^^^ As much as the title wants to blame Trump, this is ~100% an issue of the facilities and the lack of oversight.

                      U.S. Office of Refugee Resettlement should indeed stop working with these people (which puts them between a rock and a hard place, as they need to find a way to take care of the children of illegals).

                      But why doesn't a prosecutor investigate all this? The situation reported sounds horrific to me...


                      P.S. I stand by my WTF since I really did not expect to hear anything like this happening in present US.

                      Comment


                      • #71
                        Originally posted by BogT View Post
                        ^^^ As much as the title wants to blame Trump, this is ~100% an issue of the facilities and the lack of oversight.

                        U.S. Office of Refugee Resettlement should indeed stop working with these people (which puts them between a rock and a hard place, as they need to find a way to take care of the children of illegals).

                        But why doesn't a prosecutor investigate all this? The situation reported sounds horrific to me...


                        P.S. I stand by my WTF since I really did not expect to hear anything like this happening in present US.
                        As far as I'm concerned, worse than this happens to our Veterans trying to get help at the VA. You should read some of the family members' stories.

                        Comment


                        • #72
                          Originally posted by Cowboy's daughter View Post

                          As far as I'm concerned, worse than this happens to our Veterans trying to get help at the VA. You should read some of the family members' stories.
                          As bad as veterans may get treated (I did hear of some problems), they can still have a choice of treatment (in theory).

                          Mistreating and forcefully medicating kids to be complacent in lieu of taking care of them, kids that the government has in its custody and were given no choice in the matter, is much worst in my book.

                          But it's more of an apples and oranges comparison...


                          Comment


                          • #73
                            Originally posted by BogT View Post

                            As bad as veterans may get treated (I did hear of some problems), they can still have a choice of treatment (in theory).

                            Mistreating and forcefully medicating kids to be complacent in lieu of taking care of them, kids that the government has in its custody and were given no choice in the matter, is much worst in my book.

                            But it's more of an apples and oranges comparison...

                            THAT IS absolutely not true. ...It isn't apples and oranges, it's people!!
                            I just read a person post on my friend's fb page about her stepfather: denied for over ten years the hip replacement that he desperately needed. He was told to lose fifty pounds and then they would do it. He lost a hundred and they still denied him. He was on so many medications that when he went into the hospital his wife brought them in one of those gallon baggies, but she couldn't close the bag there were so many. His step daughter believed that was the reason that several times his blood pressure got down to 40/20. No, that is not a typo. A month before he died from heart failure, he was told that his heart was in great shape. By a doctor at the VA.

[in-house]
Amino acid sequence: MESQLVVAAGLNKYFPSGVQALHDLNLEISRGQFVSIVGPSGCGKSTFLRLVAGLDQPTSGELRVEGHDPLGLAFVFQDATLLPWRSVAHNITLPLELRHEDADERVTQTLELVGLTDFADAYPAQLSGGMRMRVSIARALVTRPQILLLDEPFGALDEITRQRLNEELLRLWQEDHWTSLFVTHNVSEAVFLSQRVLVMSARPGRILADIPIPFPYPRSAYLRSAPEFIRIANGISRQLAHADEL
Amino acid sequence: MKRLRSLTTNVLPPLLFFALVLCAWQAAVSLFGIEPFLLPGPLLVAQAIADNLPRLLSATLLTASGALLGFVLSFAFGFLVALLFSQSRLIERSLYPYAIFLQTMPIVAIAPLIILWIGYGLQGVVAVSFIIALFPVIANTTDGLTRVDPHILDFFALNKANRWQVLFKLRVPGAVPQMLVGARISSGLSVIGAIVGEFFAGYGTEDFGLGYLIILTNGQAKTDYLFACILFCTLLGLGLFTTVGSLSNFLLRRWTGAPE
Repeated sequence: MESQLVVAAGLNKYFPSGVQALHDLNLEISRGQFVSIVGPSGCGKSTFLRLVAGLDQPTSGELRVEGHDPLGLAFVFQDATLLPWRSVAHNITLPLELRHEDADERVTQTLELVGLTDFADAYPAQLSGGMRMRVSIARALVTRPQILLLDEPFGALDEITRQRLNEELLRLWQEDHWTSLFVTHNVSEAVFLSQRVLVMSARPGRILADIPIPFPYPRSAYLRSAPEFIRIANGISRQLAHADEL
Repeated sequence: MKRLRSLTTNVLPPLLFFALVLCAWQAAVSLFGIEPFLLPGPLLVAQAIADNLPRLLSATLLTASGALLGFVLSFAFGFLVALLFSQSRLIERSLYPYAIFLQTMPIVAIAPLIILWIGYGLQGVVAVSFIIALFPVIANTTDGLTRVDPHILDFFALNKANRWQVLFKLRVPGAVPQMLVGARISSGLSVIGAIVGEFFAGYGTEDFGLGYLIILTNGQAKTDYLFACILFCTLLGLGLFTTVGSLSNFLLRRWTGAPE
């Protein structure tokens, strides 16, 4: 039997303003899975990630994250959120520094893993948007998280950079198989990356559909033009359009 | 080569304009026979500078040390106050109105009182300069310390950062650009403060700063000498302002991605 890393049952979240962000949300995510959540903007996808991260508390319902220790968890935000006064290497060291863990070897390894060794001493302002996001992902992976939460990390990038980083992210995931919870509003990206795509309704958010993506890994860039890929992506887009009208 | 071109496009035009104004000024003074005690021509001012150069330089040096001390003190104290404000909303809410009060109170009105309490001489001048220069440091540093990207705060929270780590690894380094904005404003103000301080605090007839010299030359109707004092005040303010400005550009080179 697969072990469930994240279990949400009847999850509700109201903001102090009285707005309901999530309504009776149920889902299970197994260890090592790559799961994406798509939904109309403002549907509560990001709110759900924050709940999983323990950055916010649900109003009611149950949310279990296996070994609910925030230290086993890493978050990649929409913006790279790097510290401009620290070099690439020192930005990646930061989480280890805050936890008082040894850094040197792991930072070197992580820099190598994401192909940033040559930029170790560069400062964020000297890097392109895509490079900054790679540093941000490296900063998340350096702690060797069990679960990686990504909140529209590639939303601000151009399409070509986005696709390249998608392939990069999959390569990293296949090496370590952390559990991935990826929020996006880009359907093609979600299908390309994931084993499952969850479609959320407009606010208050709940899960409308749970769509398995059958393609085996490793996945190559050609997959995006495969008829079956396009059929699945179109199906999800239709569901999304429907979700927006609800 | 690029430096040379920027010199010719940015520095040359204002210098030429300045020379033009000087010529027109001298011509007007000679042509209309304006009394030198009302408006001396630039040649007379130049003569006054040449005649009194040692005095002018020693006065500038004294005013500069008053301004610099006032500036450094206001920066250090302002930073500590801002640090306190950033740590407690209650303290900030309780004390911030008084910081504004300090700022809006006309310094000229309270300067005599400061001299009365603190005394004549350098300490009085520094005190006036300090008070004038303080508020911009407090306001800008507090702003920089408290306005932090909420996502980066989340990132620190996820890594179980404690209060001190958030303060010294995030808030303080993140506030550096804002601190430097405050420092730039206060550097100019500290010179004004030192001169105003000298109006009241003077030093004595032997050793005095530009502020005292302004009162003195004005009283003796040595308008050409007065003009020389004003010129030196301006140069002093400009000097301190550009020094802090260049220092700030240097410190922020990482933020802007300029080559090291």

also


                            Veteran commits suicide hours after being turned away at VA facility – Rest In Peace


                            https://americanmilitarynews.com/201...ource=popsmoke


                            Comment


                            • #74
                              Originally posted by BogT View Post

                              As bad as veterans may get treated (I did hear of some problems), they can still have a choice of treatment (in theory).
                              I've been trying two years now to get disability with no luck so that choice of treatment is garbage

                              Originally posted by BogT View Post
                              kids that the government has in its custody and were given no choice in the matter, is much worst in my book.

                              the nation state of the dictatorship of Kalifornia actually says vaccinate your kids or go to jail, and while that issue there is from Texas, it applies to illegals here too....

                              Comment


                              • #75
                                Futhermore, if you don't want your kids to go to some center for migrant children, don't bring them, or send them, here illegally.

                                But our Veterans are citizens of the United States, and have served their country.